Even as a child, I abused my Nintendo DS’ internal clock to form my own time travel stories. Like, I would set it 3 years in the future and give myself a new outfit, seeing which villagers are still there and how much they remember me. I would draw constellations in the sky at the Museum Observatory and pretend they were prophecies of an apocalypse. I’d set the timer to be 7PM so it would be sunset, or, as I called it, “The Apocalypse.”
But these are just silly stories I made when I was a kid. When I got older and picked up New Leaf, I ditched away those old habits and made it essential to experience the game with friends. We would visit each others towns, give gifts, and try to improve everything. It was like we were a team making our town’s the best they could be!
Anybody’s journey in Animal Crossing is their own, since it is so peaceful and open. Let me know if you have any of your own personal stories as well.
Characters and Villagers
Animal Crossing would be an incredibly lonely experience if it weren’t for the characters residing in it. I can only handle fishing and bug catching on my own for so long before I need some social interaction. Thankfully, the plethora of villagers who move into your town add a lot of necessary breaks and tasks to a day.
I’m a big fan of villagers providing you daily tasks, as it keeps incentivizing the player to return for more Animal Crossing. Although I am not a fan of these villagers trying to swindle me into stupid deals. Believe it or not, a shark for a pear is not a fair deal. Please stop trying to convince me otherwise.
Each villager has their own personality and unique appearance too, so you can get a multitude of responses that personalize your town. The best part, is that none of the villagers pressure you into anything. They just mind their own business, and if you feel like talking to them, they’re open to conversation. Sure, they don’t work or contribute to the town’s economy, but, they don’t talk to me when I don’t want them to, so it balances out.
Unless they give you…this look:
Then just get out of there.
But the villagers’ lack of initiative plays into the theme of comfort and relaxation. Nothing comes at you in the game like it’s an absolute necessity. When I play Stardew Valley, there are a lot of timed systems that require stressful planning and time management. Animal Crossing’s town members don’t follow a strict schedule, and they can often be found relaxing in their homes.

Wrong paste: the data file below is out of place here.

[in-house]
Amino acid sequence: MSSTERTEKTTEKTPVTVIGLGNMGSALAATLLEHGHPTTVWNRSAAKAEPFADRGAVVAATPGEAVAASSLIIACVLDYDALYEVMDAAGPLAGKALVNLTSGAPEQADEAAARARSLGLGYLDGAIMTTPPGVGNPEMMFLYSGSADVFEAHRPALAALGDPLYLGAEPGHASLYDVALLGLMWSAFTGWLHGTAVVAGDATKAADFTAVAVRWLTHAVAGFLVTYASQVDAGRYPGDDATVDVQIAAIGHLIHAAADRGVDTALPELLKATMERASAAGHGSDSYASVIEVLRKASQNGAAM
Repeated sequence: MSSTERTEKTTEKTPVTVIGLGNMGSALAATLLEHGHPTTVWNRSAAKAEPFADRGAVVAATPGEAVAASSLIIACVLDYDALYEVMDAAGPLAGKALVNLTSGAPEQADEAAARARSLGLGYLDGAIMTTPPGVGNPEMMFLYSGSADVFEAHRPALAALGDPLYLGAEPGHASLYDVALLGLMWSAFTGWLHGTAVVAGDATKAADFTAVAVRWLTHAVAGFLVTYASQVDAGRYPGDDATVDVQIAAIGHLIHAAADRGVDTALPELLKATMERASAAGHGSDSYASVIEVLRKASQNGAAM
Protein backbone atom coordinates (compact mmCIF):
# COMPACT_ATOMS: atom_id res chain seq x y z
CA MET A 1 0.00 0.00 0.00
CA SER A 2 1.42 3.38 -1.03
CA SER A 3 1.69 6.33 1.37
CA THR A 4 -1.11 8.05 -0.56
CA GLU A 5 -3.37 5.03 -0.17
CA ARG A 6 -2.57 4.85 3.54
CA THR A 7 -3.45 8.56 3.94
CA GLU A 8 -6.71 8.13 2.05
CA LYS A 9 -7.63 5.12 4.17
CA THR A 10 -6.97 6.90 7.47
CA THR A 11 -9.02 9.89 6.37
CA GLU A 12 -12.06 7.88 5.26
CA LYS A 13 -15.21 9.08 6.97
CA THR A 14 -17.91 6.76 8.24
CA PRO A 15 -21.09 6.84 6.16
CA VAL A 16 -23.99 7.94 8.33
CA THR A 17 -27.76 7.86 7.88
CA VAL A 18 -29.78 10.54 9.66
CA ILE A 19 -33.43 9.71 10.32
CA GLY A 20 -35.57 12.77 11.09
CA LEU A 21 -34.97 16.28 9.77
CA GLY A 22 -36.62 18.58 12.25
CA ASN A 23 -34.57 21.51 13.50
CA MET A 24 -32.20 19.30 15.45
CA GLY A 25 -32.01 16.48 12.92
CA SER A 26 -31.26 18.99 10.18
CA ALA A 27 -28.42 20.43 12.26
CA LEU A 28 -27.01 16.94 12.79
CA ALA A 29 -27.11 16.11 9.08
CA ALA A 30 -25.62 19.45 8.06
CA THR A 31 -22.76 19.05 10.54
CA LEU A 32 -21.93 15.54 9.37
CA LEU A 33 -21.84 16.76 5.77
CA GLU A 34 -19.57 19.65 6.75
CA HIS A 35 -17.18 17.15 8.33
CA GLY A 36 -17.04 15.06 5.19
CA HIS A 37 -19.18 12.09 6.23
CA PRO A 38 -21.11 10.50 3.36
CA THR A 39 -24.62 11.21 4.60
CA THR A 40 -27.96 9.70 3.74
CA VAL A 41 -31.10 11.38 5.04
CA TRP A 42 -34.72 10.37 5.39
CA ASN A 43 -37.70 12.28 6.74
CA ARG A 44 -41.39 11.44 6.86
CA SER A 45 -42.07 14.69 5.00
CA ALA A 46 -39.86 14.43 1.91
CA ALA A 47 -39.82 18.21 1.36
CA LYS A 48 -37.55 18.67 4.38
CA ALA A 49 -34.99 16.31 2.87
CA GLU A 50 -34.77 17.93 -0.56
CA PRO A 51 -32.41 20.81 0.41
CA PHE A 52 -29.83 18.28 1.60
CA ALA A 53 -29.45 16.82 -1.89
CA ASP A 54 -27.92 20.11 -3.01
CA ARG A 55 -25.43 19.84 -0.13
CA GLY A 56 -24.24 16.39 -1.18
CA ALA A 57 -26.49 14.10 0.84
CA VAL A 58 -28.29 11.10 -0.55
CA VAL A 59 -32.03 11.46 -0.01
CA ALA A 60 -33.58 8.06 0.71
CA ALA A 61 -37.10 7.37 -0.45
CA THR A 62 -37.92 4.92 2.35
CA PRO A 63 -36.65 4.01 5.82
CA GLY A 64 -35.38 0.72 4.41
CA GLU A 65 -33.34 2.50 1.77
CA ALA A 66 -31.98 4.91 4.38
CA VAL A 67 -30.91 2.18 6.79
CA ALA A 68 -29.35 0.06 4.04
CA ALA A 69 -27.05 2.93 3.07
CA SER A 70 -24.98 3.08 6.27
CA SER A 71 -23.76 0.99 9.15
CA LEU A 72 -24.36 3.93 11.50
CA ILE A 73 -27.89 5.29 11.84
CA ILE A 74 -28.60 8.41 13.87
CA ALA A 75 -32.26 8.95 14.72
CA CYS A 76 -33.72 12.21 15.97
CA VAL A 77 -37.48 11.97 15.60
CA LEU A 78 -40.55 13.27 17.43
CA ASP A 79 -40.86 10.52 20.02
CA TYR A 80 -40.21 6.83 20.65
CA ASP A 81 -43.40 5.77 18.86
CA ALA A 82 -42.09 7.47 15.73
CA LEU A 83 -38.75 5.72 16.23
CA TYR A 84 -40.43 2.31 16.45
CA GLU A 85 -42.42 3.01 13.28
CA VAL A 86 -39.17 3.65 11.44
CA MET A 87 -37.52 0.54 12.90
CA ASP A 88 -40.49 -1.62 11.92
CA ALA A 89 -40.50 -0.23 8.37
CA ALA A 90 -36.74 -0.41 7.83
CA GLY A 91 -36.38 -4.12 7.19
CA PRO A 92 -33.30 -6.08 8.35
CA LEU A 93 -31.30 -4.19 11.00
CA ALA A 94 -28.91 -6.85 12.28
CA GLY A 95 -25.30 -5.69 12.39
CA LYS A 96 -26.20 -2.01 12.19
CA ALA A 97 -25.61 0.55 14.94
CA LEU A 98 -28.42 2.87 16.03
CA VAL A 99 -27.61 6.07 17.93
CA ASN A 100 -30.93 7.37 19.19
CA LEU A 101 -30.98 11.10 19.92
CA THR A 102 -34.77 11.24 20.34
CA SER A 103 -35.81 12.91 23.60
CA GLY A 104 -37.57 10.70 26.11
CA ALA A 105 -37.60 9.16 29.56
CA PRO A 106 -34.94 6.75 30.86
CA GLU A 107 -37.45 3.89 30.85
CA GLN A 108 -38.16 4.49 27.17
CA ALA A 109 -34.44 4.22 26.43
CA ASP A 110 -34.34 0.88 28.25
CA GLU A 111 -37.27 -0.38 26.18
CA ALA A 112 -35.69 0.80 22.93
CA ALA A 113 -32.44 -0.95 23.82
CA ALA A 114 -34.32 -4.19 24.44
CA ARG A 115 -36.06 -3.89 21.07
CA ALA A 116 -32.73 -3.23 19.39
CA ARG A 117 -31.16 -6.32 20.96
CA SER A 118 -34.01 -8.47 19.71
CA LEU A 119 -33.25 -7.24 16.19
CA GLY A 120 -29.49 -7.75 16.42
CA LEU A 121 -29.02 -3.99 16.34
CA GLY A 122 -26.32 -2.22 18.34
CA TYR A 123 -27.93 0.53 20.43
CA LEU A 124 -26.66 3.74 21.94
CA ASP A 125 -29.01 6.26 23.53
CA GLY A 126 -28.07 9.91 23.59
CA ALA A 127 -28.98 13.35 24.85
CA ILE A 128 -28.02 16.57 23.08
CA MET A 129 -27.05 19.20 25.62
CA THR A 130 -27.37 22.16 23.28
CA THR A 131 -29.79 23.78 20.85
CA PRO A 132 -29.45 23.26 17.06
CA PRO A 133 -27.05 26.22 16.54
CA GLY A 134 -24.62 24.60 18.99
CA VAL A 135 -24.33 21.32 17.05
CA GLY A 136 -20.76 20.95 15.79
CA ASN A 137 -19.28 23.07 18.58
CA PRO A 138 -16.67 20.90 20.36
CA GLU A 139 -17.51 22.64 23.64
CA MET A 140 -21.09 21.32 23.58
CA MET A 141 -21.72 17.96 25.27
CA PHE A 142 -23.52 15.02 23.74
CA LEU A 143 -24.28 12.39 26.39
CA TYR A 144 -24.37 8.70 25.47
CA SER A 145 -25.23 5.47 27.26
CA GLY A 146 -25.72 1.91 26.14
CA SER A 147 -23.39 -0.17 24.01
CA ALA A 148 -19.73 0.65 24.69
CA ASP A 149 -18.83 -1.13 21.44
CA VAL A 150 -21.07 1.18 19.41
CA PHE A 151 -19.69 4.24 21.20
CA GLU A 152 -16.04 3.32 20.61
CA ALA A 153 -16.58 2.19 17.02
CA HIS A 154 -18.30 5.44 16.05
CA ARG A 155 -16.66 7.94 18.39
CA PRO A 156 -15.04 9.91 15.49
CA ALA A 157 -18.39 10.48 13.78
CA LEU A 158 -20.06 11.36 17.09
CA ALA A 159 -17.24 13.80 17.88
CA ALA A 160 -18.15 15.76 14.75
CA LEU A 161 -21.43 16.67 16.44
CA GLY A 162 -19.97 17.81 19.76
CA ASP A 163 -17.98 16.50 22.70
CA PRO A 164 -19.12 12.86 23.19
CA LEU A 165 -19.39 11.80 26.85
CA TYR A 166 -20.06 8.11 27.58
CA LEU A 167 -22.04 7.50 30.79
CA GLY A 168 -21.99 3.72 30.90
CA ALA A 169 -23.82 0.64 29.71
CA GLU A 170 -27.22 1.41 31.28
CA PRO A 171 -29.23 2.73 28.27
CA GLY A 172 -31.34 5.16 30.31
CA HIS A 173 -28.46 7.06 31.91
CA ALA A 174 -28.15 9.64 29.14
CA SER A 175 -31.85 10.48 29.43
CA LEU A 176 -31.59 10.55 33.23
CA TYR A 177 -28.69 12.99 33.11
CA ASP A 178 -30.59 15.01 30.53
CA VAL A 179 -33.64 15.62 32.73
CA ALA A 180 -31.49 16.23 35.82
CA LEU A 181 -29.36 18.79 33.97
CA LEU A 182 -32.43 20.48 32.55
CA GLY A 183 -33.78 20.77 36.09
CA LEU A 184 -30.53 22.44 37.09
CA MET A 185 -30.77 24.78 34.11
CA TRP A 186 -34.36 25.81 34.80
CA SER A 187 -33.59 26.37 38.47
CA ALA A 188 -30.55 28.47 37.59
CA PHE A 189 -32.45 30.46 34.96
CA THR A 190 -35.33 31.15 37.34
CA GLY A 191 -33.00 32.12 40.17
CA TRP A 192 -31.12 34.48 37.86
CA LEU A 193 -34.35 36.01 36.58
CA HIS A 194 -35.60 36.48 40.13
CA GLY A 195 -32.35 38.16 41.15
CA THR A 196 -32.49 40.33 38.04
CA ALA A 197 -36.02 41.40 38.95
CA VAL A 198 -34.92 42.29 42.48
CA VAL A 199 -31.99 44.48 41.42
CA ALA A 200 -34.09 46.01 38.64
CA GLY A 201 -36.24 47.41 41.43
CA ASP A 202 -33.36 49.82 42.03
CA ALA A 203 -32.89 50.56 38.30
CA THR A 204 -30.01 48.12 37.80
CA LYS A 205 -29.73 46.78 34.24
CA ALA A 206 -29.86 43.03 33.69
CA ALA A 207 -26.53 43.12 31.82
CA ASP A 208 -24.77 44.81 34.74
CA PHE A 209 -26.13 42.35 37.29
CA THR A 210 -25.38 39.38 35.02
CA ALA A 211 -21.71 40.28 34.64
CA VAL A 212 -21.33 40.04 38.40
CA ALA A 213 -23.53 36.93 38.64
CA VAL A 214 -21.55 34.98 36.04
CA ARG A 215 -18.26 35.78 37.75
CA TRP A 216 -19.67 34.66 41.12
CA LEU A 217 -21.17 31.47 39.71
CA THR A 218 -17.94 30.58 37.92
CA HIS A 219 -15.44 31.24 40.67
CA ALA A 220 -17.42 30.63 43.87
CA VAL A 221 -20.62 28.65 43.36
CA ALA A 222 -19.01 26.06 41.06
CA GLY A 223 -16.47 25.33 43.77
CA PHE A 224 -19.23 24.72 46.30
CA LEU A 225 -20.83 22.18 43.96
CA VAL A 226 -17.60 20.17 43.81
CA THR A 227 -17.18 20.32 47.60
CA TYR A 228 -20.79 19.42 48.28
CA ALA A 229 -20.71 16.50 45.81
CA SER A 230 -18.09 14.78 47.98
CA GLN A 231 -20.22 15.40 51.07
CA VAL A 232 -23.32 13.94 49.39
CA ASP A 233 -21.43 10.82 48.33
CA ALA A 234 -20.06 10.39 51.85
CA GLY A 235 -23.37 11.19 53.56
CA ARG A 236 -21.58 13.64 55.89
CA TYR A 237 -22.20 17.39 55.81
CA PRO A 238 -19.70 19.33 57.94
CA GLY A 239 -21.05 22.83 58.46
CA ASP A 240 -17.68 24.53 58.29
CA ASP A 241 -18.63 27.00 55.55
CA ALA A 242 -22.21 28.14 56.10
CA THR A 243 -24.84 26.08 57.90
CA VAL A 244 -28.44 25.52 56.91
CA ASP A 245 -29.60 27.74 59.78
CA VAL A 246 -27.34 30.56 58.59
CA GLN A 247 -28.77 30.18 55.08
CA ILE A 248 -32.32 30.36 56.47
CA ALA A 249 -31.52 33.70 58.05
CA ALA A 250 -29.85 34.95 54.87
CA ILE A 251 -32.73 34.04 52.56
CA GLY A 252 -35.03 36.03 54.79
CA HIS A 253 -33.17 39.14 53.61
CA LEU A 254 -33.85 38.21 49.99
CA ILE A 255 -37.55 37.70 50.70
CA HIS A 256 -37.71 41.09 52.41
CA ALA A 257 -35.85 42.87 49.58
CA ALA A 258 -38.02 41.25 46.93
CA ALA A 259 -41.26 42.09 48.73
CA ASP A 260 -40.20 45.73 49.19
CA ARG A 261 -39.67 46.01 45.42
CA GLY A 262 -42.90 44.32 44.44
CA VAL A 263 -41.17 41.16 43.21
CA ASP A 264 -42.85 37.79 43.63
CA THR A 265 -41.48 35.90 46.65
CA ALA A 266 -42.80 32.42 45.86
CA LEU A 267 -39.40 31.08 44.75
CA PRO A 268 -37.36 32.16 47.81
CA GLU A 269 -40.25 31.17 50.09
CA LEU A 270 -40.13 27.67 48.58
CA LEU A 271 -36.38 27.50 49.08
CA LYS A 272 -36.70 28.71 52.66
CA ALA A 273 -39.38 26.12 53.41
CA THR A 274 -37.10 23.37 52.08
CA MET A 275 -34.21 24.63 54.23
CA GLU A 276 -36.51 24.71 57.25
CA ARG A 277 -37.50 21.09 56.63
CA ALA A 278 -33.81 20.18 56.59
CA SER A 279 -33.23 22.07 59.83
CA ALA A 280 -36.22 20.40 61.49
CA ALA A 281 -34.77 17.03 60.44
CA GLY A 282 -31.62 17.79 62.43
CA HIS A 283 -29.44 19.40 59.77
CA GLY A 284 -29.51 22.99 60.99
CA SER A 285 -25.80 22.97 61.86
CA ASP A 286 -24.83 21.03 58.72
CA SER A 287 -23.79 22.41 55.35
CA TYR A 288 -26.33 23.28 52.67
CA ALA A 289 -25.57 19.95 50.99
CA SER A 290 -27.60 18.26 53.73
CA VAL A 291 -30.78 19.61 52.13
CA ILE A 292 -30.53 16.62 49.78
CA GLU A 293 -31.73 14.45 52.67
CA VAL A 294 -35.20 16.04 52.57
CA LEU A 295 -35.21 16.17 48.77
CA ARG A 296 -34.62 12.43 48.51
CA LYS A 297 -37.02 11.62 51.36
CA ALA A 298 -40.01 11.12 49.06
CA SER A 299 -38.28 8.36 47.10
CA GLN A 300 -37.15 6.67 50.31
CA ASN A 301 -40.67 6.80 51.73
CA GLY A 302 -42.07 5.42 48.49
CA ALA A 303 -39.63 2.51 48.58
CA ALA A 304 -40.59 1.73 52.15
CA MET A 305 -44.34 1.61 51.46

And when villagers are set on a specific schedule, it never changes depending on the day. They go to bed at realistic times and they are available at any other time. It isn’t different if it’s raining or a different day of the week, and you don’t need to religiously follow a guide to find villagers. They are there when you need support, not a burden on you.
So who’s my favourite villager?
My boy Brewster.
Animal Crossing’s time follows the real-life time. This means that, if it is 5:09PM in the real world, then it is 5:09PM in Animal Crossing. This is the most divisive aspect of Animal Crossing, and it turns people away from the game. I believe this purpose adds quite a lot of hidden charm. Let me explain:
Animal Crossing very rarely utilizes deadlines for tasks. This is because deadlines naturally create stress, and Animal Crossing does not want you to feel like you’re doing a job. If a deadline is given, it’s usually a fairly simple task with a generous amount of time. You have 10, real life hours to talk to an NPC and deliver them a shirt. Fail to do this, and you get slightly reprimanded. There is no consequence, but there is a benefit if you seek it. There’s no morally ambiguous “IF YOU DON’T DO THIS, THIS CHARACTER WILL DIE” bullcrap.
Some people dislike the lack of conseuqences, but remember, everything in this game is here to be peaceful and wholesome. This is a deliberate decision to ensure that players are always welcome at any time of the day.
My personal favourite aspect of the real-life clock system is how well it mirrors real life surroundings. When I’m huddled under my blanket at 1 in the morning on a freezing winter day, and I see that experience translated into video game form, I create a connection with it. I feel comforted and nostalgic by what I see. When it’s 8PM on a summer day, and I see the sun setting slightly, it warms my heart. It’s a nostalgic sight, because the fantasy of a video game lets me fantasize about great memories in the past. If I can’t go outside and experience these memories at the moment, Animal Crossing provides that alternative. It’s a comforting world that reflects reality, but with talking bears and hedgehogs.
Always Waiting For You
Going off of the theme of universal time progression, Animal Crossing doesn’t really change much on a day-to-day basis. Other than holidays and small little fun events, you don’t really miss much if you put the game down for months at a time. All that really changes, is plants die, some villagers may move, and your town looks like this:
But, really, these changes are minimal. Animal Crossing lets you pick up right where you left off with minimal effort. It doesn’t really discourage you going away from the game. It’s just a light slap on the wrist. It lets you know that a lot of time has passed. Even the villagers remark on how long you have been gone for, and they say that they missed you. It’s nice, knowing that there are people there to return to.
As obnoxious as the villagers can be sometimes, they’re always supportive and friendly. They aren’t doing anything terrible.
Animal Crossing is always waiting for you, but not in a creepy way. Animal Crossing welcomes anybody with open arms, and the glut of positive fanart and happy community it has formed in the gaming world is testament to that. Seriously, you won’t find people more wholesome than the Animal Crossing community. It’s a game that breeds cooperations and family, and that is reflected in the positivity it exudes.
That’s why Animal Crossing New Leaf is one of the best video games ever.